By Jim Schutze
By Rachel Watts
By Lauren Drewes Daniels
By Anna Merlan
By Lee Escobedo
By Eric Nicholson
They "bug out" to reggae. They wear skater clothes. Some of their grades aren't good. One of them has dropped out of Southern Methodist University. Two more have yet to graduate. Still, they dream big. They think about "the greatest job in the world." Like, what exactly would that be? Where exactly would you find it?
Well, the thing is, it's nowhere to be found. So these four kids are creating it.
Militree is its name. It's a clothing line--for now--that sold its first 440 T-shirts as quickly as the boutiques of Houston and Southern California could rack the brand. (Dallas, Militree says, is too corporate to take it in.) Its new line comes out this summer. And the four SMU kids who created it are, as they say, "stoked" about it.
Because worldwide recognition is that much closer. Because after the second line, there's the expansion into Asia, six months from now, with the help of powerful friends. And there are also the music videos they're editing, the schools they want to build, the political prisoners they want to free.
But back up a bit. First there is Skip Buringrud, the one who dropped out of SMU. Starting Militree was his idea. He's lived in San Diego for a year now, met more people than an election-year politician and carried out the daily operations of Militree while the others finish school.
The others are Sean Briel, Scott Alexander and Matt Casperson. Briel graduates in December, Alexander next May. They work the business side of Militree. Casperson graduated from SMU this month and moved in with Buringrud last week. Casperson and Buringrud oversee the design of each line. Each borrows heavily from the Jamaican culture that Casperson and Buringrud adore. None of the Militree guys is black, nor did any grow up in Jamaica. Still, Casperson and Buringrud love its culture, its music and the politics that shape both.
For the initiated, it's evident in the T-shirts. On one from the first line, under the picture of a dreadlocked man, is the tagline "Original Root Boy," a term coined by the youths of Bob Marley's generation. The term means grow out your "roots," or dreadlocks. Be a rebel.
Of course, for the uninitiated, "Original Root Boy" on a T-shirt meant nothing. It was just a cool phrase. And the product sold accordingly. "We couldn't keep it on the racks," Buringrud says.
The second line this summer, however, will at times be more blatant, commenting on issues that affect not only Jamaica but the world.
"There's one where there is this illustration of a cop, and he's in the foreground," Buringrud says. "And behind him are three or four cops beating up this guy. And it says, 'Your tax dollars hard at work.'"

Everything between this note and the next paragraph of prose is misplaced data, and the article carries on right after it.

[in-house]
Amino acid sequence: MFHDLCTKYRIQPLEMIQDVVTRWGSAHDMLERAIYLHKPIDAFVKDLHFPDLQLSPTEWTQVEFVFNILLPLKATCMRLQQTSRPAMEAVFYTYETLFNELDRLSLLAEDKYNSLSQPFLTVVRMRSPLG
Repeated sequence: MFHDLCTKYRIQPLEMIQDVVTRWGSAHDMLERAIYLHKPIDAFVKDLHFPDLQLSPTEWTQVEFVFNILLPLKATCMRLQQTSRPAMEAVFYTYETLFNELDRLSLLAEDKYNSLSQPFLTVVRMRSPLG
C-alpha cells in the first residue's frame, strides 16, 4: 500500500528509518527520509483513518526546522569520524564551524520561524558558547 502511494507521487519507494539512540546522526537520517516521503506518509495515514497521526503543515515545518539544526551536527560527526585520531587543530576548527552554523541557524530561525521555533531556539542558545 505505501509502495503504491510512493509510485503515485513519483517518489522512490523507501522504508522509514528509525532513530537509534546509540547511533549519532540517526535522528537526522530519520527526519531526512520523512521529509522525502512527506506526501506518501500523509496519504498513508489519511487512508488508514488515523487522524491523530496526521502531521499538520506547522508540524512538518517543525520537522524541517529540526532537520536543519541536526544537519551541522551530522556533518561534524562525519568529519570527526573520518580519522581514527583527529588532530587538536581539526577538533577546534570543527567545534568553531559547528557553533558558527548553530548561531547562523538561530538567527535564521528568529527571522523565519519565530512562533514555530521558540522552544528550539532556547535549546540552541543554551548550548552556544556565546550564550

When he says this, you can hear the pleasure in Buringrud's voice. He--all four, really--wants Militree to be political, to discuss ideas greater than the company's self-interest. That's why another T-shirt shows Mumia Abu-Jamal behind bars above the tagline "Free Mumia." (Abu-Jamal is on death row in Pennsylvania for killing a cop. Numerous people--Nelson Mandela, Paul Newman and Maya Angelou among them--think he's innocent. Portions of Militree's sales this summer will go to the Free Mumia Campaign.)
Still, Militree says the company is apolitical. "We don't try to be preachy about [our politics]," Buringrud says.
And their supporters say that's why their shirts are selling.
Joseph Kraft owns Flagship, a popular boutique in San Diego. Militree sells well there, Kraft says, because the design of the T-shirts is different, and the message, if not ambiguous, stops just shy of partisan.
"People are waiting for the second line," he says.
Buringrud says the first run of the second line is scheduled for 1,000 shirts. "That should sell out within a month or two," he says. After that, reorders--as many as his budget and a store's demand allow.
Still, how can these four kids expect to expand into Asia by winter?
Simple: They network.
None more than Buringrud. He met Kraft at a showing of the graffiti artist Dave Kinsey. After he'd built a rapport with Kraft, Buringrud e-mailed Kinsey himself.
Dave Kinsey is a powerful man. The design on cans of Mountain Dew? That's Kinsey's. The summer campaign for Absolut Vodka? Kinsey's. The album covers of Black Eyed Peas and N.E.R.D.? You get the idea.
Now Kinsey's designing shirts for Militree. Says Kraft, "People are like, 'Wow. They've got Dave working for them already.' People are getting psyched on it."
Kinsey writes via e-mail: "I believed in what Skip was doing, liked the direction he wanted to take the brand and admired his interest in reggae culture...He is a very ambitious, premature entrepreneur and really finds his way to meeting people. You know, that persistent charm is hard to ignore."
It's why Andy Howell agreed to help Militree sell in Asia as well.
For Militree, Howell is just as huge. A skateboarding legend who has had books document his life, Howell founded 411 magazine, did creative work for Warner Bros. and Coca-Cola and has, like Kinsey, "ridiculous connections in the Asian market," Casperson says.
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